Scientific Perspective: The Search for Life in the Universe
Christopher P. McKay (JPL)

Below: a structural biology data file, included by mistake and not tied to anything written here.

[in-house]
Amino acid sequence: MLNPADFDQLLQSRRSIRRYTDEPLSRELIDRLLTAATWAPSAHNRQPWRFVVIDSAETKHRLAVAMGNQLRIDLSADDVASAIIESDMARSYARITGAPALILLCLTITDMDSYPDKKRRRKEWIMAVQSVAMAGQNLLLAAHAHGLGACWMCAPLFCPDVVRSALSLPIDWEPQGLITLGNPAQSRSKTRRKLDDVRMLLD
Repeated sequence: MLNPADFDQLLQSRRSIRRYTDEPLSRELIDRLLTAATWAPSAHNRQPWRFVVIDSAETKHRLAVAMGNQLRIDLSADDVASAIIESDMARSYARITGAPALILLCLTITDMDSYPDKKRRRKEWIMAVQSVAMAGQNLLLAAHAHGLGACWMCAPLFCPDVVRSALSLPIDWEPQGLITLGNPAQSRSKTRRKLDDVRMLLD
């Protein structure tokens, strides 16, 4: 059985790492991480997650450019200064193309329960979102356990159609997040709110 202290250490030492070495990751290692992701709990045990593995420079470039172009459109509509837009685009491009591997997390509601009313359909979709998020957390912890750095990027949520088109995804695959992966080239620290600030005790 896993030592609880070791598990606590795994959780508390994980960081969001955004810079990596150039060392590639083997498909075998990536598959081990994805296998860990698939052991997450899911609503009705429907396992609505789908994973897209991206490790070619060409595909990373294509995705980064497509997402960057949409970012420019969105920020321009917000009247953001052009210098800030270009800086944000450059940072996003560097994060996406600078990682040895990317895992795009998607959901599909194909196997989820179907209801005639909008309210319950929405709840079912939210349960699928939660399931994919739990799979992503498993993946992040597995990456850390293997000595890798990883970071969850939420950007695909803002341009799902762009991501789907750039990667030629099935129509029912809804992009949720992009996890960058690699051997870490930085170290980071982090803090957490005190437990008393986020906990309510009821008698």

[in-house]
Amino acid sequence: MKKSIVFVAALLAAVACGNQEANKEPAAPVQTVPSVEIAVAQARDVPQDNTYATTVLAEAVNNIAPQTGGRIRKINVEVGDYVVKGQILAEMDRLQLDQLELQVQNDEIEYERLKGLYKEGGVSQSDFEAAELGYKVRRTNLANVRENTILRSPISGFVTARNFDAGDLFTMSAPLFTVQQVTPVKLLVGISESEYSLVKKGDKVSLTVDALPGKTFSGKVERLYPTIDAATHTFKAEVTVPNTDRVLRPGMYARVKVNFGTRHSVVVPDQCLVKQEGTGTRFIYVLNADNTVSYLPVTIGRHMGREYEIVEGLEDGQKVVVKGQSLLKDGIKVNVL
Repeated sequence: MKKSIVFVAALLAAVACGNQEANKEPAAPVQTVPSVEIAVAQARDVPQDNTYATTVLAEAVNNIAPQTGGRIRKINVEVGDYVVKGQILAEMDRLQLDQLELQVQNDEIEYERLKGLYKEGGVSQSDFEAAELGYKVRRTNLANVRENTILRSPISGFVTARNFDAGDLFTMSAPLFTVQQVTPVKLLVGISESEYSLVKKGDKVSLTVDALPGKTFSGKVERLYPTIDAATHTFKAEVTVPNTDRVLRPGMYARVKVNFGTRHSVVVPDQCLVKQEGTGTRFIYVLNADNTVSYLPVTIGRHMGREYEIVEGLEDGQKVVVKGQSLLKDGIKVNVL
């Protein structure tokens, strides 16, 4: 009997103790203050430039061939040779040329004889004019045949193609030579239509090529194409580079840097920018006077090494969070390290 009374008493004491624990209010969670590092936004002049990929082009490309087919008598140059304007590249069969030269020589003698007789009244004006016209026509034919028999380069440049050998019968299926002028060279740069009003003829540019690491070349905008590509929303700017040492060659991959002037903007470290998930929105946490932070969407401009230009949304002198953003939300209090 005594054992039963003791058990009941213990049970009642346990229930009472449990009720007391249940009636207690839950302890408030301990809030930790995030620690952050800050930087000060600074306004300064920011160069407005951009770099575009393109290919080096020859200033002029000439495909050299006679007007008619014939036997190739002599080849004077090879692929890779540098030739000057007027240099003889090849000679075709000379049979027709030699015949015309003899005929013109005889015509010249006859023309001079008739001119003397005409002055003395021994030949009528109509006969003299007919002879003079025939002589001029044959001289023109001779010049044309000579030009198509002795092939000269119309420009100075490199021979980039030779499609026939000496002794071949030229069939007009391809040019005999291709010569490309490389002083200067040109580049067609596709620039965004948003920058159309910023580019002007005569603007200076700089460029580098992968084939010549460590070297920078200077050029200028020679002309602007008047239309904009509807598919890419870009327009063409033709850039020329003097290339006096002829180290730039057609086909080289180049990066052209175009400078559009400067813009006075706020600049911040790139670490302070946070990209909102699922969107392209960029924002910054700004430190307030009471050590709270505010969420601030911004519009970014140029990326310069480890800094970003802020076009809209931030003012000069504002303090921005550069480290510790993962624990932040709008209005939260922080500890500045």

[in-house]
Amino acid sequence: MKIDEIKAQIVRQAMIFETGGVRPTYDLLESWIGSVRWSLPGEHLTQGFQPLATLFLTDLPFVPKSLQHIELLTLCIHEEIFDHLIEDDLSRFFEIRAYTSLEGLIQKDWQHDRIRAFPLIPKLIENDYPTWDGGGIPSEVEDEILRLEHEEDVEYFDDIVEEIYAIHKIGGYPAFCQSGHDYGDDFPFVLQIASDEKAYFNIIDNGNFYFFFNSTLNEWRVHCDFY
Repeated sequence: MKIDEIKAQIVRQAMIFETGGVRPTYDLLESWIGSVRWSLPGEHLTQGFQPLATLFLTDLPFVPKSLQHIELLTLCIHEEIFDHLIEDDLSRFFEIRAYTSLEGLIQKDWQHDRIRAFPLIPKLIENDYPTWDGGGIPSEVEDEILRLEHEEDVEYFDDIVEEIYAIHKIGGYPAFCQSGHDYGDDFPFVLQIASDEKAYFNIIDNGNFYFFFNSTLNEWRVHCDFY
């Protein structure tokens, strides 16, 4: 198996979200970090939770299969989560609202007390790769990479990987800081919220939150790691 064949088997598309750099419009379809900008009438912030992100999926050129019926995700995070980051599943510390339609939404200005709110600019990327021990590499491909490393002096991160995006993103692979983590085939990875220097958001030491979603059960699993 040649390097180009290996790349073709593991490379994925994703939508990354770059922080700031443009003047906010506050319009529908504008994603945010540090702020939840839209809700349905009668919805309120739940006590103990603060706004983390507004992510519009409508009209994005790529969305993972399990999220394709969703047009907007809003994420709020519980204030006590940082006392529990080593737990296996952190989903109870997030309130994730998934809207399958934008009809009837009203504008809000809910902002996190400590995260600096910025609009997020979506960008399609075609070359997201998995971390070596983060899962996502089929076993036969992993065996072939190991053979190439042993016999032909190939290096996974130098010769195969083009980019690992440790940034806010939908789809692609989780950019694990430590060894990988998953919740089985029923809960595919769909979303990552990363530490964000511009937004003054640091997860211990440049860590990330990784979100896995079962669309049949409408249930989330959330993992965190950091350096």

The search for a second genesis of life in the universe address deep philosophical and scientific questions: Is life common in universe? Are there alternative biochemistries for life? Several observations motivate the search. These include the presence of organic material in the outer solar system, in meteorites, and the interstellar medium; the evidence for Earth-like planets around other starts; the early occurrence of life on Earth; the presence of past and present liquid water environments in other worlds of our solar system. The search for a second genesis of life includes work in laboratories aimed at creating life, missions to other worlds in our solar system, the search for signs of life on extrasolar planets, and of course SETI. Probably, the best strategy for a second genesis of life in the worlds of our solar system is the detection and detailed characterization of organic material. This make use of the fact that life selects certain organic molecules, abiotic chemistry does not. On extrasolar planets the detection of atmospheric oxygen is the most promising approach. High levels of oxygen on an Earth-like planet orbiting a Sun-like star would be convincing evidence for life and suggestive evidence for complex life. Neither the vast number of stars and planets, nor the principle of mediocrity give us any guidance on the likelihood of life beyond the Earth. The question for a second genesis of life in the universe is an empirical one and all methods of search should be engaged.